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Manistee County Inland Fall Color Tour Route

Manistee County is home to diverse fall color. With the seasonal temperatures, Lake Michigan and inland terrain variations, we have “two” fall color seasons that are usually about a week or so apart with the inland terrain peaking prior to the coastline peaking.  This is great for tourists and locals alike, as they get a little more enjoyment of our regions spectacular fall foliage.

Points of Interest

Wine/Spirit Tasting Stops

Anticipated Tour Time (hours)

Total Distance (miles)

HOW TO TAKE THE TAKE THIS SELF-GUIDED TOUR

Explore by our recommended tour route by downloading the map below, or access our Interactive tour map.

Explore with our recommended route map

If you are looking to explore our inland fall color tour with a printed set of instructions, complete with photos and turn-by-turn directions, select the link here to get your FREE copy right now!

 

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Explore using our Interactive Tour Map

Access all of the points of interest along this tour route with our dynamic google map that we have created. You may follow the route and select the interactive points that we have outlined to learn more.

Manistee County Coastal Fall Color Tour Driving Directions

Begin your coastal tour in the heart of Downtown Manistee. This tour will take you along much of the inland areas of Manistee County and along the M-55 regions .

M-55 is one of county’s most scenic areas especially in the fall time. Mortimer Cooley Bridge was dedicated in 1935 and is among Michigan’s rarest truss bridge types. The bridge is well-maintained and preserved as evidence that the bridge continues to be respected as a Michigan historic landmark and attraction. The quality of this bridge is so high, that local and state officials created a boardwalk and pathway to the underside of the bridge so visitors could admire the engineering from the river level.

Known for its Mushroom Festival in the month of May, Mesick is a village in Springville Township, Wexford County. With the village offering a wide variety of seasonal recreation, Mesick is sure to be a destination spot outdoor enthusiasts don’t want to miss.

Constructed in 1925, Hodenpyl Dam is part of Consumers Energy’s network of 13 hydroelectric dams in Northern Lower Michigan. It produces up to 17,000 kilowatts which is enough electricity to serve the annual power needs of 5,000 Michigan households.

The Suspension Bridge or “Little Mac” Foot Bridge is a 245’ pedestrian foot bridge completed in 1996. It is the largest wooden suspension bridge in the Lower Peninsula.

Located inside the former Marilla Schoolhouse at 9991 Marilla Rd., Copemish, visitors will find the Marilla Museum at the corner of Marilla and Bigge Roads. There is plenty to explore at the museum including two different log cabins; a barn with farm machinery; 1800s kitchen; living room; bedroom; and school house.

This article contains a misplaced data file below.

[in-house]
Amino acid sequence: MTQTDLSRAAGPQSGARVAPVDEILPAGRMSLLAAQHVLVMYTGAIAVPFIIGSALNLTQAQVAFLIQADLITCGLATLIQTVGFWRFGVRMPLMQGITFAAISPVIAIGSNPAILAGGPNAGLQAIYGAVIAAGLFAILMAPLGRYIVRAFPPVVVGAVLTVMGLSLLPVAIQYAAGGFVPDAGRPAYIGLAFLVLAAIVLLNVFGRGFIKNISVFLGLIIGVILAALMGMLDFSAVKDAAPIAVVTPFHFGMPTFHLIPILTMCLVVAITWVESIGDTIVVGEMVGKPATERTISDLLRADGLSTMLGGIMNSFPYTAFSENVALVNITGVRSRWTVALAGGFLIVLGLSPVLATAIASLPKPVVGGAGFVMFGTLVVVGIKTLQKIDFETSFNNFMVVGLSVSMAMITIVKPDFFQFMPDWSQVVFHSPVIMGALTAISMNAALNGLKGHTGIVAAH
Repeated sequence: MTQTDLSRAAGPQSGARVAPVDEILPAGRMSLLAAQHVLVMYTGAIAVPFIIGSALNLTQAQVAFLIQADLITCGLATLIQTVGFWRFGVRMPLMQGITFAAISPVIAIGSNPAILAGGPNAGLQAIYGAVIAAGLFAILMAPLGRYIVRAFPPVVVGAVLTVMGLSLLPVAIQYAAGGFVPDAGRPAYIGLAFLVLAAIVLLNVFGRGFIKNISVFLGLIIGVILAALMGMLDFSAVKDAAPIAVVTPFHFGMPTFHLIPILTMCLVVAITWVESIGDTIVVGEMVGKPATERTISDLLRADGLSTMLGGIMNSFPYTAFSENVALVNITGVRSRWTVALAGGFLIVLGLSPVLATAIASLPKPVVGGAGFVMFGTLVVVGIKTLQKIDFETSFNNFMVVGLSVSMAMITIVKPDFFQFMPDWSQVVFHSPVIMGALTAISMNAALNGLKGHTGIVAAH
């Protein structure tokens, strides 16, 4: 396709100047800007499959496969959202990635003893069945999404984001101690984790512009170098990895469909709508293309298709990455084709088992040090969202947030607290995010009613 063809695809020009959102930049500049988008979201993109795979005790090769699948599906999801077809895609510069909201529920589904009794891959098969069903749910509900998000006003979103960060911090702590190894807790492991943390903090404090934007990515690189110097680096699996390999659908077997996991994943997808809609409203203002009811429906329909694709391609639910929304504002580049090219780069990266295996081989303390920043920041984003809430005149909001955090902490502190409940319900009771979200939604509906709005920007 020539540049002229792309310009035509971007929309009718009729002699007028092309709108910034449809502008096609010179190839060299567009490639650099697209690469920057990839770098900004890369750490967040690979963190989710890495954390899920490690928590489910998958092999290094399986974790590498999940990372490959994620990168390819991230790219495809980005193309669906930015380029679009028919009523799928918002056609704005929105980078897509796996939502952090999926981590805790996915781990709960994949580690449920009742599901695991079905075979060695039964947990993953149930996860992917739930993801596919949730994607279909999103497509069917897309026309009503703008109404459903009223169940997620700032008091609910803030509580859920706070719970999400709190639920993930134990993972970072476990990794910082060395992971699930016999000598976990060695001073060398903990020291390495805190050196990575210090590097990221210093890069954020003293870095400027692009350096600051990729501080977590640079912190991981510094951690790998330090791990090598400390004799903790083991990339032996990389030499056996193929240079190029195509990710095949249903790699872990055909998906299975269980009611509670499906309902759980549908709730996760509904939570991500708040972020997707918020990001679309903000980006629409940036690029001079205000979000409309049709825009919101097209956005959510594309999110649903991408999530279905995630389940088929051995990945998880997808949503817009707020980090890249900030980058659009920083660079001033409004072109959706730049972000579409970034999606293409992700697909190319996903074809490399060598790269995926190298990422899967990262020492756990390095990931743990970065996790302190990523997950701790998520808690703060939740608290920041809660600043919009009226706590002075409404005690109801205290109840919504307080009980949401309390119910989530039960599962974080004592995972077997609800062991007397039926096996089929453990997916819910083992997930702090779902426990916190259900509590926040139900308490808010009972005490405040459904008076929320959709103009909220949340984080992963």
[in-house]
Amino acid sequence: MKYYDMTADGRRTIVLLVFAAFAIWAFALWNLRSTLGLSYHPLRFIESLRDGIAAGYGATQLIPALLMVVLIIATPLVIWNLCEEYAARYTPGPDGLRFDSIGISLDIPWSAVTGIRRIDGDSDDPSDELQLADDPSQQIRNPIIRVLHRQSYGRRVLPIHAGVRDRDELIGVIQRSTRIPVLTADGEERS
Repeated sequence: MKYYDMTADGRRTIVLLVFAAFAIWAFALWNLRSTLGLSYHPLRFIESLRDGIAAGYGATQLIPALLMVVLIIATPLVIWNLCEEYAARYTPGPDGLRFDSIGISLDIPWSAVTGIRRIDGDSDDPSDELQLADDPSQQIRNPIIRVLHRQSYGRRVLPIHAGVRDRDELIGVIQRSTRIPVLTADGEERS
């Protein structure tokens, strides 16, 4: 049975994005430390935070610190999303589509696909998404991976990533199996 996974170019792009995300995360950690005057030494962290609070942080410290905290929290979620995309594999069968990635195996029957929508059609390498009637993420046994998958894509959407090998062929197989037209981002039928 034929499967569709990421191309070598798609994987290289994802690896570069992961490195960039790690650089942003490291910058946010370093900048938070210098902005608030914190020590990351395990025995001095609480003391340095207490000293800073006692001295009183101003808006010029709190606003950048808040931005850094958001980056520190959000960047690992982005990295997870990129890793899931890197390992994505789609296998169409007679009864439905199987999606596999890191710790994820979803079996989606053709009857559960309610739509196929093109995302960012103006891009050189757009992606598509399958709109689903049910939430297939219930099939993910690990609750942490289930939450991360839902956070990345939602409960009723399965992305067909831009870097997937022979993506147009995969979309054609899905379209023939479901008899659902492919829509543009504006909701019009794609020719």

Crystal Mountain: Just north of Manistee County outside of Thompsonville is breathtaking in the fall. They offer a world class spa, and scenic views around the area’s varied terrain. During the seasons they offer 36 holes of championship golf, 58 downhill slopes, cross-country trails and of course, a world-class spa.

St. Ambrose Cellars: Producing the finest locally-produced honey (from their farm down the road) and Northern Michigan grapes to produce unique, delicious, high-quality meads, wines, beer and ciders. Explore the grounds and tasting room. Open daily, contact (231) 383-4262 for details.

Iron Fish Distillery is a field-to-glass craft distillery, producing premium quality, small batch spirits from grains farmed on their fields.   They are targeting a 2016 opening. For details, visit them on their website at: www.ironfishdistillery.com

Kaleva’s Centennial Walkway was created in 1998 by the service learning students and extends from Wuoski St. to Nine Mile Rd. This walk takes you by gardens and sculptures. The Kaleva Bottle House Museum was constructed from 60,000 glass bottles in 1941. The Kaleva Historical Society purchased the property in 1983 and the home is now on the National Register of Historic Places.

Tippy Dam is Consumers Energy’s second largest hydro dam, producing up to 20,000 kilowatts and providing electricity to approximately 6,500 customers. The best place to view the dam is on the northern side, where there is a boat launch area, kayak portage and parking area. Tippy’s backwaters are home to many outdoor recreation opportunities such as fishing, boating, and camping along the shores.

The Little Manistee Weir is an egg-take and salmon harvest facility which is operated by the Fisheries Division-Michigan Department of Natural Resources. This is also one of the newest Explore the Shores sites that offers universal accessibility to the waters of the Little Manistee River. On this site, you will find an informational kiosk, fishing platform and picnic area. The Weir is a fall favorite for travelers as they will see thousands of fish in the holding ponds. You will also see that the river is full of fish, and the clear water makes this a unique experience for people of all ages.

From Tippy Dam go down Coates Highway until you reach US-31. Take a right and go a little ways until you reach Schoedel Rd. Hang a left on Schoedel and you will soon come to Douglas Valley Winery which offers award-winning hard ciders and wines, artisan goods and fall harvest activities that include games for the kids, apple picking and a hayride through the property.